Science & Education 26 (7-9):799-812 (2017)

Authors
Renia Gasparatou
University of Patras
Abstract
The move from respecting science to scientism, i.e., the idealization of science and scientific method, is simple: We go from acknowledging the sciences as fruitful human activities to oversimplifying the ways they work, and accepting a fuzzy belief that Science and Scientific Method, will give us a direct pathway to the true making of the world, all included. The idealization of science is partly the reason why we feel we need to impose the so-called scientific terminologies and methodologies to all aspects of our lives, education too. Under this rationale, educational policies today prioritize science, not only in curriculum design, but also as a method for educational practice. One might expect that, under the scientistic rationale, science education would thrive. Contrariwise, I will argue that scientism disallows science education to give an accurate image of the sciences. More importantly, I suggest that scientism prevents one of science education’s most crucial goals: help students think. Many of my arguments will borrow the findings and insights of science education research. In the last part of this paper, I will turn to some of the most influential science education research proposals and comment on their limits. If I am right, and science education today does not satisfy our most important reasons for teaching science, perhaps we should change not just our teaching strategies, but also our scientistic rationale. But that may be a difficult task.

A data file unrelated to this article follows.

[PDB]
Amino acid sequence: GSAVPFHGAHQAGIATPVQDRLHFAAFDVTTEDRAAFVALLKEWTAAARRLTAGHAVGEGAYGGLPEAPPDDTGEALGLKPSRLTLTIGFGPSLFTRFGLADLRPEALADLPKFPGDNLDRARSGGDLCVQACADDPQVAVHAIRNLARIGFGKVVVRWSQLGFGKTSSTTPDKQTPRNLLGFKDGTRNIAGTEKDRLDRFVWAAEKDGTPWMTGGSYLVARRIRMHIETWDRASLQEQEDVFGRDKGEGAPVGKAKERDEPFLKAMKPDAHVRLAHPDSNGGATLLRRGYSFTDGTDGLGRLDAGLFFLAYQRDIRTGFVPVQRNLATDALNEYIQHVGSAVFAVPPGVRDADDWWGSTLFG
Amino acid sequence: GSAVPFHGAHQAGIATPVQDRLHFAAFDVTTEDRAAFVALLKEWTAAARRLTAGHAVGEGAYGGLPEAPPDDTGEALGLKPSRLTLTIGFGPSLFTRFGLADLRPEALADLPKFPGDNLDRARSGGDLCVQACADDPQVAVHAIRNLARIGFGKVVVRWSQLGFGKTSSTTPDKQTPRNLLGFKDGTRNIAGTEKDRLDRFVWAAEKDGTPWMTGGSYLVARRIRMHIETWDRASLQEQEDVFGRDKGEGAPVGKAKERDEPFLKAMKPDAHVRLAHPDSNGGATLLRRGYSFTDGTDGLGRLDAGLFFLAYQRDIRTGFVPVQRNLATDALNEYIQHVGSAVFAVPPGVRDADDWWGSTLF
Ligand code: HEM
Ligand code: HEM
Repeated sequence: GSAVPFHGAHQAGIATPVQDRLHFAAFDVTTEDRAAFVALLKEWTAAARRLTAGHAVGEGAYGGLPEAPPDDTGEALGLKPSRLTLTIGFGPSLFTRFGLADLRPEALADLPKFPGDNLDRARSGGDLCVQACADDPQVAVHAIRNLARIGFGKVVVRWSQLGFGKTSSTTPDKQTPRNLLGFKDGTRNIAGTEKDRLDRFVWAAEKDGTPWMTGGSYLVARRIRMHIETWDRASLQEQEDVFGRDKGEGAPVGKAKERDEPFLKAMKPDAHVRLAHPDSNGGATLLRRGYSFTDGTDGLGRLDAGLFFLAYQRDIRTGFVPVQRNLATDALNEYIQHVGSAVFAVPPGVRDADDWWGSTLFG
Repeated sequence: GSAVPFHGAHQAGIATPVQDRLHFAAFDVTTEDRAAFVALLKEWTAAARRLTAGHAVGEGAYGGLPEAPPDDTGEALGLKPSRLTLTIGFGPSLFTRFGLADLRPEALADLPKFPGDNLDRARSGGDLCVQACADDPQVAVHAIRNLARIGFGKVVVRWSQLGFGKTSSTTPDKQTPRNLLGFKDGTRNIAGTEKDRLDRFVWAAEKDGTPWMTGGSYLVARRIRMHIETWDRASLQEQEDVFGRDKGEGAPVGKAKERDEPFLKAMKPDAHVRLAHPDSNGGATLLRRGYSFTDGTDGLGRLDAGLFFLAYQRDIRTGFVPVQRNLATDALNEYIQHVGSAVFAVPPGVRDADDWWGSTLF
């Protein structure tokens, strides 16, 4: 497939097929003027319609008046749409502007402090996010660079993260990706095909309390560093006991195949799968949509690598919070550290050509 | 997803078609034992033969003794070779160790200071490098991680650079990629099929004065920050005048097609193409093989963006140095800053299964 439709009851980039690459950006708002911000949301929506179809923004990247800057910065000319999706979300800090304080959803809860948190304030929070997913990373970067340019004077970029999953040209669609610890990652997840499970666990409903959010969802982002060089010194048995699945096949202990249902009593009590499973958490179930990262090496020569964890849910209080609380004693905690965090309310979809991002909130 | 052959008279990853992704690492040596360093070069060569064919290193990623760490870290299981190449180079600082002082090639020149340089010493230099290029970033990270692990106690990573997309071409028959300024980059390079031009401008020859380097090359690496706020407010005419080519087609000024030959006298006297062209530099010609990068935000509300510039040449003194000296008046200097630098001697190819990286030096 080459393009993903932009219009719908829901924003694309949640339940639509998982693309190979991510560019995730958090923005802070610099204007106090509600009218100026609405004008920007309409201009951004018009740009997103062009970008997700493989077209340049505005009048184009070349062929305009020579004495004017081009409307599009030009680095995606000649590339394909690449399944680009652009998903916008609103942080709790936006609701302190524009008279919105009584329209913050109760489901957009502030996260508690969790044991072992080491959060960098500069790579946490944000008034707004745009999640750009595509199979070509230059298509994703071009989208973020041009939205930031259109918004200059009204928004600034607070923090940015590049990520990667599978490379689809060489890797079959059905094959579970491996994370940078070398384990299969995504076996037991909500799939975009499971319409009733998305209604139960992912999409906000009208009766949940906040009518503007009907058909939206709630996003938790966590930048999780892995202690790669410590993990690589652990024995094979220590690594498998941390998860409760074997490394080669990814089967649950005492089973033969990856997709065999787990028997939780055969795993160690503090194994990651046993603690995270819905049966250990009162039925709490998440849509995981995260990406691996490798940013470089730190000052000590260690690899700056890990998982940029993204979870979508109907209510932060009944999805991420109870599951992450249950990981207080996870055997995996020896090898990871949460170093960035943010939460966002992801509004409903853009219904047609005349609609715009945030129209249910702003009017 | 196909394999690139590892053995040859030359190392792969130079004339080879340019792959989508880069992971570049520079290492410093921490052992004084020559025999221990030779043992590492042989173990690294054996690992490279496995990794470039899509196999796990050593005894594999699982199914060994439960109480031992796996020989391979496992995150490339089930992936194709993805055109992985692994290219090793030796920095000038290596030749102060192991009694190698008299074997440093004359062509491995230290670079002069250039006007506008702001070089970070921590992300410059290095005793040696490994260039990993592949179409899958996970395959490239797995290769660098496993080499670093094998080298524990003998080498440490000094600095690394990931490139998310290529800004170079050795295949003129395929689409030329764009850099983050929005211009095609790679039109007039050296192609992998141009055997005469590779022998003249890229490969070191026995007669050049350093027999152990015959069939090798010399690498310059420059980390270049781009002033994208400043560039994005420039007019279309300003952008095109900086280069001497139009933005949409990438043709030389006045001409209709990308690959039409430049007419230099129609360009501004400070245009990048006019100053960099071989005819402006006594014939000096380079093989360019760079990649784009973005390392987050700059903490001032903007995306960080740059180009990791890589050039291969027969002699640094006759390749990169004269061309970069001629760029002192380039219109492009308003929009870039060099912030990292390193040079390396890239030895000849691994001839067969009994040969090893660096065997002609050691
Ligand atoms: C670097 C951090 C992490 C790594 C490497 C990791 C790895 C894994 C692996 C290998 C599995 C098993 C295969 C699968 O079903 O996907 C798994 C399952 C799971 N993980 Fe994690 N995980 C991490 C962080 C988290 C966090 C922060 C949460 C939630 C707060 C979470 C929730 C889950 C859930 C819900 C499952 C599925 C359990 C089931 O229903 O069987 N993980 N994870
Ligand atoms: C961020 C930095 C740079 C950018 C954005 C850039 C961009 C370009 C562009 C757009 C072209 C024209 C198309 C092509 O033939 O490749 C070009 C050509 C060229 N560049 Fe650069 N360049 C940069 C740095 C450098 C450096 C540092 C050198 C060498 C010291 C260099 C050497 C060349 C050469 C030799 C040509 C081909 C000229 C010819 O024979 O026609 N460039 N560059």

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DOI 10.1007/s11191-017-9931-1
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References found in this work BETA

The Structure of Scientific Revolutions.Thomas S. Kuhn - 1962 - University of Chicago Press.
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Citations of this work BETA

Philosophical Sentiments Toward Scientism: A Reply to Bryant.Moti Mizrahi - 2021 - Social Epistemology Review and Reply Collective 10 (11):19-24.

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